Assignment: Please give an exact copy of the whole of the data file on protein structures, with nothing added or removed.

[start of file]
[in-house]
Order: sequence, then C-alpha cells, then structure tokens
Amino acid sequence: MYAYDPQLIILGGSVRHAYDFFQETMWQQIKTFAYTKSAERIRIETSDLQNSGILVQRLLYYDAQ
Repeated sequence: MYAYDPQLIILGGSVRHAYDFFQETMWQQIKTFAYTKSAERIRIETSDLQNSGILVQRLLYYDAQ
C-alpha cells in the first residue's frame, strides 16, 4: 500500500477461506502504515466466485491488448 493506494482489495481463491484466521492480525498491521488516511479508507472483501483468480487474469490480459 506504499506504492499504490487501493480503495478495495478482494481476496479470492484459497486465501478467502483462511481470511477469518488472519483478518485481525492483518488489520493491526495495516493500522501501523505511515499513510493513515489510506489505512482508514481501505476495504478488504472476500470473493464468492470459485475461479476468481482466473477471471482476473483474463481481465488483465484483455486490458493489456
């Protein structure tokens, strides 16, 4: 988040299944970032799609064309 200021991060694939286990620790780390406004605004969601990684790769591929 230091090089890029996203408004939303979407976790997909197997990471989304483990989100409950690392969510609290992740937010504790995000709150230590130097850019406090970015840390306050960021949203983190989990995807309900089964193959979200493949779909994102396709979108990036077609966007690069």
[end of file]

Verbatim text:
[in-house]
Order: sequence, then C-alpha cells, then structure tokens
Amino acid sequence: MYAYDPQLIILGGSVRHAYDFFQETMWQQIKTFAYTKSAERIRIETSDLQNSGILVQRLLYYDAQ
Repeated sequence: MYAYDPQLIILGGSVRHAYDFFQETMWQQIKTFAYTKSAERIRIETSDLQNSGILVQRLLYYDAQ
C-alpha cells in the first residue's frame, strides 16, 4: 500500500477461506502504515466466485491488448 493506494482489495481463491484466521492480525498491521488516511479508507472483501483468480487474469490480459 506504499506504492499504490487501493480503495478495495478482494481476496479470492484459497486465501478467502483462511481470511477469518488472519483478518485481525492483518488489520493491526495495516493500522501501523505511515499513510493513515489510506489505512482508514481501505476495504478488504472476500470473493464468492470459485475461479476468481482466473477471471482476473483474463481481465488483465484483455486490458493489456
């Protein structure tokens, strides 16, 4: 988040299944970032799609064309 200021991060694939286990620790780390406004605004969601990684790769591929 230091090089890029996203408004939303979407976790997909197997990471989304483990989100409950690392969510609290992740937010504790995000709150230590130097850019406090970015840390306050960021949203983190989990995807309900089964193959979200493949779909994102396709979108990036077609966007690069």